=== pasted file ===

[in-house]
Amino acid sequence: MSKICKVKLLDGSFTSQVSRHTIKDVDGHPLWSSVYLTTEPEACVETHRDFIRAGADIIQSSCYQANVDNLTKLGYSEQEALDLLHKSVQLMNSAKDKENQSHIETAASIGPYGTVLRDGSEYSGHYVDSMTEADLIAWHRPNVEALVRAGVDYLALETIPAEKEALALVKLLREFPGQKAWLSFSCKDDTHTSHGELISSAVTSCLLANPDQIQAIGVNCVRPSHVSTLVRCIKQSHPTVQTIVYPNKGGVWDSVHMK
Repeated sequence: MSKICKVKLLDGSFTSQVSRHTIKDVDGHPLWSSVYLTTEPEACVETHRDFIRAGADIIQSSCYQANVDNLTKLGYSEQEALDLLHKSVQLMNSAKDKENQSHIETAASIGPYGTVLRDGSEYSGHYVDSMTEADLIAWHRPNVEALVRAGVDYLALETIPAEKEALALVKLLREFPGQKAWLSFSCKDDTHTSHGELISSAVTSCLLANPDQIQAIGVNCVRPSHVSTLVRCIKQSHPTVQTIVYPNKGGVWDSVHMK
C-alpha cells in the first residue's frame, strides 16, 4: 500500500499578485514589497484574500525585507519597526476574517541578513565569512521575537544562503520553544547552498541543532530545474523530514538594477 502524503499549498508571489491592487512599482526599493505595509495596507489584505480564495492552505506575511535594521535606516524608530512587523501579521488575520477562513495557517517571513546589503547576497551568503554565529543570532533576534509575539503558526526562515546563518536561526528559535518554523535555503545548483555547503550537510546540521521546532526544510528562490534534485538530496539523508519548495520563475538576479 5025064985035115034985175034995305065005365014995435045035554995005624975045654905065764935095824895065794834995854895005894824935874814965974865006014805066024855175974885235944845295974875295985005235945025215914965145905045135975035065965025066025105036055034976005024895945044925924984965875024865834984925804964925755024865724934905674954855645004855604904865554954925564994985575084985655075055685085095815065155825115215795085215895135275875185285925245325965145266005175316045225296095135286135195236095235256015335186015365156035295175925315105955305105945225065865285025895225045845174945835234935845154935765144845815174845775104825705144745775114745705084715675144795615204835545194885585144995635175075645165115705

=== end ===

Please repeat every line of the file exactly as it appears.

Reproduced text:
[in-house]
Amino acid sequence: MSKICKVKLLDGSFTSQVSRHTIKDVDGHPLWSSVYLTTEPEACVETHRDFIRAGADIIQSSCYQANVDNLTKLGYSEQEALDLLHKSVQLMNSAKDKENQSHIETAASIGPYGTVLRDGSEYSGHYVDSMTEADLIAWHRPNVEALVRAGVDYLALETIPAEKEALALVKLLREFPGQKAWLSFSCKDDTHTSHGELISSAVTSCLLANPDQIQAIGVNCVRPSHVSTLVRCIKQSHPTVQTIVYPNKGGVWDSVHMK
Repeated sequence: MSKICKVKLLDGSFTSQVSRHTIKDVDGHPLWSSVYLTTEPEACVETHRDFIRAGADIIQSSCYQANVDNLTKLGYSEQEALDLLHKSVQLMNSAKDKENQSHIETAASIGPYGTVLRDGSEYSGHYVDSMTEADLIAWHRPNVEALVRAGVDYLALETIPAEKEALALVKLLREFPGQKAWLSFSCKDDTHTSHGELISSAVTSCLLANPDQIQAIGVNCVRPSHVSTLVRCIKQSHPTVQTIVYPNKGGVWDSVHMK
C-alpha cells in the first residue's frame, strides 16, 4: 500500500499578485514589497484574500525585507519597526476574517541578513565569512521575537544562503520553544547552498541543532530545474523530514538594477 502524503499549498508571489491592487512599482526599493505595509495596507489584505480564495492552505506575511535594521535606516524608530512587523501579521488575520477562513495557517517571513546589503547576497551568503554565529543570532533576534509575539503558526526562515546563518536561526528559535518554523535555503545548483555547503550537510546540521521546532526544510528562490534534485538530496539523508519548495520563475538576479 5025064985035115034985175034995305065005365014995435045035554995005624975045654905065764935095824895065794834995854895005894824935874814965974865006014805066024855175974885235944845295974875295985005235945025215914965145905045135975035065965025066025105036055034976005024895945044925924984965875024865834984925804964925755024865724934905674954855645004855604904865554954925564994985575084985655075055685085095815065155825115215795085215895135275875185285925245325965145266005175316045225296095135286135195236095235256015335186015365156035295175925315105955305105945225065865285025895225045845174945835234935845154935765144845815174845775104825705144745775114745705084715675144795615204835545194885585144995635175075645165115705